Combining stunning design, unseen before aerial performance with simple story telling, Urban Astronaut by Highly Sprung provides a glimpse of a future that might be... Problems surrounding air pollution have grown to crisis point. An astronaut returns to an apparently doomed Earth. But is there any way back? We talk to director of Highly Sprung – and the weightless man inside the space suit – Mark Worth...
What is Urban Astronaut and how did the idea come about?
In 2015, six million people died because of air pollution in the world, and recent surveys have shown that if we continue chopping down trees at the current rate we won’t have any rainforests in 93 years. We wanted to extend that story, and think about what would happen if the rainforests had all gone, if Earth was almost dying. We theorised that we would leave the planet and only a handful would remain. Well, what would happen then, if generations passed and these people who had used up Earth’s resources came back? Would they have learned their lesson, or would they still be destroying?
How does the story unfold?
There are two different parts of the performance. I start about 50 metres away from what we call the static rig, which is where our female performer starts the show, and move gradually towards it. So, you can either followmy story, which is an astronaut coming back to Earth and wondering what’s going on, and then you have Hope’s story. She has been abandoned on Earth and is finding a way of recreating life after the rainforests.
How do you become weightless?
We have a flying machine! It takes three people to operate it; during rehearsal we spoke about it as puppetry, with me as the puppet. The flying machine itself works almost like a seesaw. It’s based on a pyramid, with the seesaw at the top, and there’s one-and-a-half times my weight on one end of it and me on the other. I get lifted up about 20ft – or 6 metres – in the air, and I do 360º rotation on the end of it as well.
Controlling where you go in real zero gravity is a challenge – is this difficult to control too?
As I promenade through the space I sometimes interact with the public – but a lot of members of the audience don’t realise that I have no control over where I go or how I spin. It’s completely in the hands of the guys behind me. That’s why I feel like a puppet; I’m just there to animate, and they make me look good! The machine itself is the weight of a small car, so we’ve got one guy pushing, one guy steering and the other operating me. I’m locked into the aerial harness with four locks on my hips, and when it comes to the actual performance all four of us have to work together to try and pick up on different signals from each other. The spins sometimes go up to 70-80 rotations per minute, so it can get quite fast, and if it stops horizontally all my weight is on three inches of metal bar. That can be a bit sore!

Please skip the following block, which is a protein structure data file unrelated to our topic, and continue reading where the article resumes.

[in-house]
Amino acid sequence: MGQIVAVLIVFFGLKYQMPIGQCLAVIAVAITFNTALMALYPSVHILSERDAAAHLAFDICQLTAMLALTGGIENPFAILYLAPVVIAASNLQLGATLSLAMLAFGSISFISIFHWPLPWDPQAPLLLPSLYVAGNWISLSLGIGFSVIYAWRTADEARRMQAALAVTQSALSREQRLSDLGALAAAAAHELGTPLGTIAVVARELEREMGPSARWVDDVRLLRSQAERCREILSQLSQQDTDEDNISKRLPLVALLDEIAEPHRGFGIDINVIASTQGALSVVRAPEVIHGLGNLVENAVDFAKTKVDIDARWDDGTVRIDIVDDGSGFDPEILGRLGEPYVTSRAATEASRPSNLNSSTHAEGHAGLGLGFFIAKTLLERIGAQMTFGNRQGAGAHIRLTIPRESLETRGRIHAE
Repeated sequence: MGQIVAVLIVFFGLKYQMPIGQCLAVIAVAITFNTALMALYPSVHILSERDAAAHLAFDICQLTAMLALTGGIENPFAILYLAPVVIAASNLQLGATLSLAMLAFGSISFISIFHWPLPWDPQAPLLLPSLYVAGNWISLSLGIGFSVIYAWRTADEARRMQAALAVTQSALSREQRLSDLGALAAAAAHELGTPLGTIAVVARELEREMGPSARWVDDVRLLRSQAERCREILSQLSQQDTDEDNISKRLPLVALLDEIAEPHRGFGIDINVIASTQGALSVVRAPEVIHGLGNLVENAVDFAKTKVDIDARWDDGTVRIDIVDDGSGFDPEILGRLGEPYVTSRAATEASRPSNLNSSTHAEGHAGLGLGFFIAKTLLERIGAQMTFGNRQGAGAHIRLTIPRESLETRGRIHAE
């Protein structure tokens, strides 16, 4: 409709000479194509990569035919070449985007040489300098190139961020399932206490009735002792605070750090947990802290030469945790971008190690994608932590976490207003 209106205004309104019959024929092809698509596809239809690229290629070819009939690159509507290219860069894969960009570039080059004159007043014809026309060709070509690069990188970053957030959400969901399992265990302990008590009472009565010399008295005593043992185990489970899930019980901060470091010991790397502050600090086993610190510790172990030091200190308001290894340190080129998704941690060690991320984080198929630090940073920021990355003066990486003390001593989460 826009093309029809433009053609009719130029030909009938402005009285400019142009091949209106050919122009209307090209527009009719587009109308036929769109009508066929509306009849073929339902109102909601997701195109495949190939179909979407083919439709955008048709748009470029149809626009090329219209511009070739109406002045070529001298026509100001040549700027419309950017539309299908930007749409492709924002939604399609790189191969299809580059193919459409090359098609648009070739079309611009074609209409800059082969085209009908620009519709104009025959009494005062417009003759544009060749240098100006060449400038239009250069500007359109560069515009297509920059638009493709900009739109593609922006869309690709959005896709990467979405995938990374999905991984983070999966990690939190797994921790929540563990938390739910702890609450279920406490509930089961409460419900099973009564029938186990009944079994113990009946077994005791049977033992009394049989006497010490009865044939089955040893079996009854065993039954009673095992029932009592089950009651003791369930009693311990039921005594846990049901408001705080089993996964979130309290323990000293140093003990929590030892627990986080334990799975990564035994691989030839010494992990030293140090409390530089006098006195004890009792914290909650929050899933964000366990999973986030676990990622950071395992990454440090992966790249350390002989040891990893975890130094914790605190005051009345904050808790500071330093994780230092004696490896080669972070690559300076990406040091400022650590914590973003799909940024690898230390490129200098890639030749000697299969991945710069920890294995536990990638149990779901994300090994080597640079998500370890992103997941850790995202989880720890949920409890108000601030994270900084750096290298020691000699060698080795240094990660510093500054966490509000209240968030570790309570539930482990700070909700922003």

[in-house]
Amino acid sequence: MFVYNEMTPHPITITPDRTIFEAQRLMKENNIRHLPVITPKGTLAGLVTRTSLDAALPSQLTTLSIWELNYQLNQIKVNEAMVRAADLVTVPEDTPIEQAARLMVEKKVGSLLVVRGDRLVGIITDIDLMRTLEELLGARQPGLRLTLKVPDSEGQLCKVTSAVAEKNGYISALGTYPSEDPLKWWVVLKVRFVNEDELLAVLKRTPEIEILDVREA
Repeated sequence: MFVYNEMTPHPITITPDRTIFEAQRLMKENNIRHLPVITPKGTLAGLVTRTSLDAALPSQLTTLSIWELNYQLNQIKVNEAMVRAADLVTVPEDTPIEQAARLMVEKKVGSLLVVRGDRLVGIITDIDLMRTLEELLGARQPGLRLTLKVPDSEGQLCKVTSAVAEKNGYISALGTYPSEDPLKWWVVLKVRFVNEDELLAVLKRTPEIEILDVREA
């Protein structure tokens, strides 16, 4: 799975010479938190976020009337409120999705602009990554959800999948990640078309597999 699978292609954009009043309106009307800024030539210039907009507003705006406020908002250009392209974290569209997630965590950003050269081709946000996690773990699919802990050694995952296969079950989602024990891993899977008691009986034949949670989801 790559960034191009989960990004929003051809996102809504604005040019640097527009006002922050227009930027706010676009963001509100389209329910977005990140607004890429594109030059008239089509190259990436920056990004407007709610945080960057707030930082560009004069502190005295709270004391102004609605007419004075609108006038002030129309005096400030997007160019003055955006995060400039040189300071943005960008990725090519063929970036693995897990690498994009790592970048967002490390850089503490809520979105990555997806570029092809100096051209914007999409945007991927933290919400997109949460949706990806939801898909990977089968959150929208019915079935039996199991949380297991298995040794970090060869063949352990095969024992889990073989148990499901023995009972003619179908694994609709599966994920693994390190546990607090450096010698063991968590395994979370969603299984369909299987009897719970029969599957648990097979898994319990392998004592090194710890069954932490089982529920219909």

Where do you get a machine like that..?
I approached an engineer and asked if he could build it for us. I drew a picture of it and he described it as the most dangerous thing he’d ever seen! So I asked how we might refine it, and he came up with a couple of suggestions and has made a much safer version. Actually the safety procedures behind it are very very tight – and we’ve been using it for two years now, so everyone knows their role and how to work around the machine.
Do you speak any words during the performance?
There are no words spoken live. There are some diary entries and extracts that are part of the audio soundtrack, but anyone watching could understand it. We’ve had some amazing comments from people. We’ve had grown men in tears. And an amazing lady came up to us in Birmingham and said: ‘I’ve been talking to my daughter for the past nine years, trying to explain to her what climate change is and how we need to do something about it and save our planet, and you’ve just done it in 20 minutes…’ It’s a story that connects with everyone, but also we wanted to bring the idea of weightlessness to people – something out of the ordinary, just having an astronaut bounce down the street, and taking people to a different world and different time.
Key Feste will run from 12:45 to 8pm on Saturday 2 Sept and 12-5pm on Sunday 3 Sept. For the latest updates, visit: www.vivacity-peterborough.com/theatre-arts/key-feste/